Sanju Samson’s talent, and potential if you could term it that at the age of 29, is beyond reproach. An elegant stroke player with the ability to take any bowling attack in the world to the cleaners, Samson has, deservedly, earned a cult following for himself, mostly based on his performances in the Indian Premier League (IPL). Having made his IPL debut back in 2013, the wicket-keeper batsman has aged like fine wine in the domestic franchisee-based cricket league, getting better and better with every passing season. So far, Samson has amassed 3,888 runs in 152 IPL outings with an average of close to 30 and a strike rate of 137.19.

The last few years has, arguably, been the Kerala batter’s best in the IPL. Having spent all but two seasons with Rajasthan Royals, Samson is RR’s leading run scorer in the IPL and was named the captain of the team ahead of the 2021 season. Under his stewardship, Rajasthan finished runners-up in 2022.

However, whenever Sanju Samson has traded the Rajasthan colours for the blue stripes of the Indian national cricket team, he has been only a shadow of the maverick that he has been in the IPL.

Since making his international debut in a T20I against Zimbabwe back in 2015, it took Samson eight long years to log his first international century – 108 vs South Africa in an ODI at Paarl on December 21, 2023.

In all fairness, it was not till 2020 that Samson made his second international appearance in a T20I vs Sri Lanka in Pune. He only made his ODI debut in 2021 and is yet to earn his maiden Test cap.

While loyal Sanju Samson fans may argue that the batter hasn’t had enough opportunities to prove himself on the international stage, it’s also a fact that the classy right-handed batter has hardly done justice to his talents when the chances did come his way.

In T20Is, Sanju Samson has scored only 374 runs in 24 outings at an average just short of 20 – no doubt a disappointing record considering his heroics in the same format of cricket in the IPL.

Perhaps what’s the most worrisome part about Samson’s knocks is the fact that, more often than not, he seems to get good starts. But when it comes to converting these into big knocks, the Kerala batter has come off short, especially against good teams.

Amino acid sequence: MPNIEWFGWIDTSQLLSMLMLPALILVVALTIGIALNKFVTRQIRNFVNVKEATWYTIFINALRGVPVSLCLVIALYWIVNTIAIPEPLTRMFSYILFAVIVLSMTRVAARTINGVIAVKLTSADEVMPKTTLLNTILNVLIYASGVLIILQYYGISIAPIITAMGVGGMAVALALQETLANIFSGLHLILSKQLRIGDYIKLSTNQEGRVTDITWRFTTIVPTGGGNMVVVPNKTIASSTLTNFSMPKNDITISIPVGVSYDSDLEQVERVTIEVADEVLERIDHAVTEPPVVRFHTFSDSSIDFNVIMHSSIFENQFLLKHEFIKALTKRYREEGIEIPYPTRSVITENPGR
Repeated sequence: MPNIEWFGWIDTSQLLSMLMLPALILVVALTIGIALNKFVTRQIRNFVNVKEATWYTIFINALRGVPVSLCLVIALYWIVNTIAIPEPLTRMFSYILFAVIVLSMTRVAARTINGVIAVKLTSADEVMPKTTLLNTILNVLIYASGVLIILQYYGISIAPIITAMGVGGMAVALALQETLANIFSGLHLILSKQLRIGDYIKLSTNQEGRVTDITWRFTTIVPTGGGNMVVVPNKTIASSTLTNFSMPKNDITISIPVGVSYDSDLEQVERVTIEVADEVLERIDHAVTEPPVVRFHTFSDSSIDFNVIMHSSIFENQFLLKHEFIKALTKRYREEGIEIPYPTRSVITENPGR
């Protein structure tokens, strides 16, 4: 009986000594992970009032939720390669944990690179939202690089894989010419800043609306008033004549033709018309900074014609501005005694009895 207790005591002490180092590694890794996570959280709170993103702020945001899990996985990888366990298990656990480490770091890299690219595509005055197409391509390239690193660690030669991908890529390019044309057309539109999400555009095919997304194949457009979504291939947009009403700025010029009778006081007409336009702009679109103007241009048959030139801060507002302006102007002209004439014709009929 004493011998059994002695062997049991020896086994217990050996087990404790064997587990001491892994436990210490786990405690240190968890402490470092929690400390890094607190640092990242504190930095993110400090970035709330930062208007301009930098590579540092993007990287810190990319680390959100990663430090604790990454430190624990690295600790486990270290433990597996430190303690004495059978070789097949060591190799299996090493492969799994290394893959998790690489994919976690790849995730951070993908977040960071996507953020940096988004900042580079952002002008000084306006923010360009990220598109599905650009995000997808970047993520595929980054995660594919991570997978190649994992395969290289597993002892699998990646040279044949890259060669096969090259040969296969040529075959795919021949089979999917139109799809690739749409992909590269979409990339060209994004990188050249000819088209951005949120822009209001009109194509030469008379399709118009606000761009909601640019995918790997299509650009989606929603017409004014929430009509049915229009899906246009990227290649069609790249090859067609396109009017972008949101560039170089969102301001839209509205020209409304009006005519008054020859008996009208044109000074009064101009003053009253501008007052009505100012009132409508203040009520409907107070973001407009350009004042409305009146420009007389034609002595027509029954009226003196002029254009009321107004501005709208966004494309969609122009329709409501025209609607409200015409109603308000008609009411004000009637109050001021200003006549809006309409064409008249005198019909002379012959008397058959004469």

Samson’s highest score in T20I cricket is 77 vs Ireland – his only half-century in the format. His second-highest score is 40, which came against the same opponent.

Samson’s ODI record, however, paints a different picture. At the time of writing, despite making only 16 appearances in the 50-over format, he has amassed 510 runs at an average of 56.66. Staying unbeaten in five of the 14 innings he has batted in contributes heavily to the high average but irrespective of the fact, someone with an average of 50 plus is hard to ignore while picking any ODI team.

However, there’s a different challenge Samson faces here. As a wicketkeeper-batsman, Samson, now 29, will be pitted against the likes of Rishabh Pant, 26, and Ishan Kishan, 25. Both players already have a proven pedigree in international cricket and their age makes them better long-term prospects for selectors, who will be looking to prepare a team for the future.

If considered in the team a specialist batter, Sanju Samson’s preferred position is the No. 3 slot, which is almost always reserved for one Virat Kohli, when fit and not rested. Samson’s aggressive style of play also allows him to play as a finisher but on that front, again, Samson has competition with Suryakumar Yadav and the fast-emerging Rinku Singh in the fray.

Rishabh Pant’s inevitable return post his unfortunate accident back in 2022, will only make the competition tougher for Samson to cement his place in the national team.

Labelling Sanju Samson’s international career a hit or flop isn’t quite a straightforward call. But in a nutshell, it’s been a story of missed opportunities – several of them – and at a time when the competition to get into the Indian men’s cricket team has been the fiercest it has ever been, it’s a luxury no player, even someone of Sanju Samson’s calibre, can afford.

Topics mentioned in this article

Source link